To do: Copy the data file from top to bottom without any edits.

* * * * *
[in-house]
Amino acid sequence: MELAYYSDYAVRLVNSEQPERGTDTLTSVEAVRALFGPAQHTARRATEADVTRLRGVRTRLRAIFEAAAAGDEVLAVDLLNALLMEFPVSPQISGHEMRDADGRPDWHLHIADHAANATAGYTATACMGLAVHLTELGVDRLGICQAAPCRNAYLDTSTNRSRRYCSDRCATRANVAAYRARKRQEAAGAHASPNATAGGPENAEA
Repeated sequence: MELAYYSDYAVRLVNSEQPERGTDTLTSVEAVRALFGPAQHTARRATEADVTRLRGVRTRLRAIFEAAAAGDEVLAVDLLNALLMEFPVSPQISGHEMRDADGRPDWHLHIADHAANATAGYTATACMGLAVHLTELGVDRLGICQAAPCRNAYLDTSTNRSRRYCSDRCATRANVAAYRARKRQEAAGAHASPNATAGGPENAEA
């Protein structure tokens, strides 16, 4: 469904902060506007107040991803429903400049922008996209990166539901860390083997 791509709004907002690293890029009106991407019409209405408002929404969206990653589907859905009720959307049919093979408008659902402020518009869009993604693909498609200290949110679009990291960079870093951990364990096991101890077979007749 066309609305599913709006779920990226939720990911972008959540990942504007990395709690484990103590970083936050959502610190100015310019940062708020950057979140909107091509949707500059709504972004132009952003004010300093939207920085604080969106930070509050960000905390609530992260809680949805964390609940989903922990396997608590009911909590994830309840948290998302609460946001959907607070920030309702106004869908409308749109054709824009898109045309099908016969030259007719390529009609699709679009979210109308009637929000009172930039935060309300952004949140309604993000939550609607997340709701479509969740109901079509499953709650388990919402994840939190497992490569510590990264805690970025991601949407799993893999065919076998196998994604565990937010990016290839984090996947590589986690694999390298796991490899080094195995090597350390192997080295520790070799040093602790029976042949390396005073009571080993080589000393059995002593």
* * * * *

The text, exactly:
[in-house]
Amino acid sequence: MELAYYSDYAVRLVNSEQPERGTDTLTSVEAVRALFGPAQHTARRATEADVTRLRGVRTRLRAIFEAAAAGDEVLAVDLLNALLMEFPVSPQISGHEMRDADGRPDWHLHIADHAANATAGYTATACMGLAVHLTELGVDRLGICQAAPCRNAYLDTSTNRSRRYCSDRCATRANVAAYRARKRQEAAGAHASPNATAGGPENAEA
Repeated sequence: MELAYYSDYAVRLVNSEQPERGTDTLTSVEAVRALFGPAQHTARRATEADVTRLRGVRTRLRAIFEAAAAGDEVLAVDLLNALLMEFPVSPQISGHEMRDADGRPDWHLHIADHAANATAGYTATACMGLAVHLTELGVDRLGICQAAPCRNAYLDTSTNRSRRYCSDRCATRANVAAYRARKRQEAAGAHASPNATAGGPENAEA
């Protein structure tokens, strides 16, 4: 469904902060506007107040991803429903400049922008996209990166539901860390083997 791509709004907002690293890029009106991407019409209405408002929404969206990653589907859905009720959307049919093979408008659902402020518009869009993604693909498609200290949110679009990291960079870093951990364990096991101890077979007749 066309609305599913709006779920990226939720990911972008959540990942504007990395709690484990103590970083936050959502610190100015310019940062708020950057979140909107091509949707500059709504972004132009952003004010300093939207920085604080969106930070509050960000905390609530992260809680949805964390609940989903922990396997608590009911909590994830309840948290998302609460946001959907607070920030309702106004869908409308749109054709824009898109045309099908016969030259007719390529009609699709679009979210109308009637929000009172930039935060309300952004949140309604993000939550609607997340709701479509969740109901079509499953709650388990919402994840939190497992490569510590990264805690970025991601949407799993893999065919076998196998994604565990937010990016290839984090996947590589986690694999390298796991490899080094195995090597350390192997080295520790070799040093602790029976042949390396005073009571080993080589000393059995002593």